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[BKARTS] Calligraphy AND Letterpress

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Dear Susan-
I appreciated your letter describing what has moved your spirit forward in 
books, and identify with your love of the line. 

It is possible to find satisfaction in the experience of pen to paper AND 
letterpress. Polymer plates can be made from the calligraphed line and then 
reproduced in the delicious depth of letterpress printing, which can hold all 
of its best dimensional and sensual qualities. 

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<< Date:    Mon, 13 May 2002 10:52:40 -0400
From:    "Susan K. Gaylord" <skgaylord@MAKINGBOOKS.COM>
Subject: Re: Trends and Influences

 Dear Friends

    I am just getting around to responding to the conversation on Trends in 
book arts,
content, etc. I don't know if I would call it a trend but I am meeting people 
who are coming into the book arts from other areas of art, in particular 
photography. They are attracted to the book for its capacity to involve 
sequence, to add text, and to bring separate images together into a cohesive 
whole. I think one approaches new material differently when one comes from 
another field.
     My first entry into the world of visual art was calligraphy. When I 
letterform and the pen, a whole new world opened to me. I was primarily 
self-taught the first few years and later took workshops. I was interested in 
learning everything. I worked my way through all the hands, read all the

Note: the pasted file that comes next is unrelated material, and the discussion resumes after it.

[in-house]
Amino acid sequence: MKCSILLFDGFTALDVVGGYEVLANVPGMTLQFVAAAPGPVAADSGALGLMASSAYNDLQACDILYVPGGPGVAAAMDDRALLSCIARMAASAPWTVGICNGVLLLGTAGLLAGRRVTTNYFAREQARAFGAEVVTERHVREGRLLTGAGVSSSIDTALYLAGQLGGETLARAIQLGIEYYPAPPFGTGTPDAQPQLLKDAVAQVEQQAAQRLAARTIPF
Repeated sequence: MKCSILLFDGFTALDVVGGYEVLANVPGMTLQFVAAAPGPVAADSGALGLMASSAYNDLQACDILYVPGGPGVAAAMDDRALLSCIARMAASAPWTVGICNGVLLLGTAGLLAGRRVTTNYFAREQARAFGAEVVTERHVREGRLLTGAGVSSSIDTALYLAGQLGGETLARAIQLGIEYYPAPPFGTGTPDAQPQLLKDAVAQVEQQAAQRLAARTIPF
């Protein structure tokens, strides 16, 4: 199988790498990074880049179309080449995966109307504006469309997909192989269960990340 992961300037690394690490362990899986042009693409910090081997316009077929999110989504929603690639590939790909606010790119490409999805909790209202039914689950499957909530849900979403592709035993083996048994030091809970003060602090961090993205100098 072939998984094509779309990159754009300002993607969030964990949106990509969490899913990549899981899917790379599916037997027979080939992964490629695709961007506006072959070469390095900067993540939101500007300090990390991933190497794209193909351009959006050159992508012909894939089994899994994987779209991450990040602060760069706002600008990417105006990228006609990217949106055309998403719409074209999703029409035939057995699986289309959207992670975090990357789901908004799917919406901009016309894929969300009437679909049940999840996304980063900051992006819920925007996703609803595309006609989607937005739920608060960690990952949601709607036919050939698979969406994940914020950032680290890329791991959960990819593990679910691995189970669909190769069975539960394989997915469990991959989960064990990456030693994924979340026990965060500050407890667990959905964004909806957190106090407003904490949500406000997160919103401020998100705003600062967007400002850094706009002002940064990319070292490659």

background history that I could, studied books of manuscripts as well as 
collections of contemporary work. I was like a sponge. As time went on, I 
started to become more interested in the gesture and movement of the 
calligraphic stroke than in the form of the letters and I began to write my 
own texts. I came to feel I wanted more than what was happening on the flat 
page and turned to the book.
     When I came to the book arts, I was not the same person who discovered 
calligraphy. I had content in mind and a sense of what I wanted to say, and I 
was looking for a new vehicle for that content. I was much more selective in 
what I wanted to learn. I was drawn immediately to the simpler forms. I had 
no desire to make a hardbound multi-signature bookand I still don't today. 
The simpler structures allow me to think about the content in a more 
three-dimensional way.
     One of the things that I loved about calligraphy is its immediacy. You 
put pen to paper
and you make your mark. While it takes lots of practice (I was a driven soul 
with pen and
paper for years) to make the marks you want, the results are immediate. I 
find that working with the simpler book forms also offers a certain 
immediacy. I think it’s also why I was never interested in trying letterpress 
but have been intrigued by the possibilities first of copier and now of 
digital printing.
     As always, I appreciate these conversations. 
in good spirit
Susan Kapuscinski Gaylord
Newburyport, MA>>

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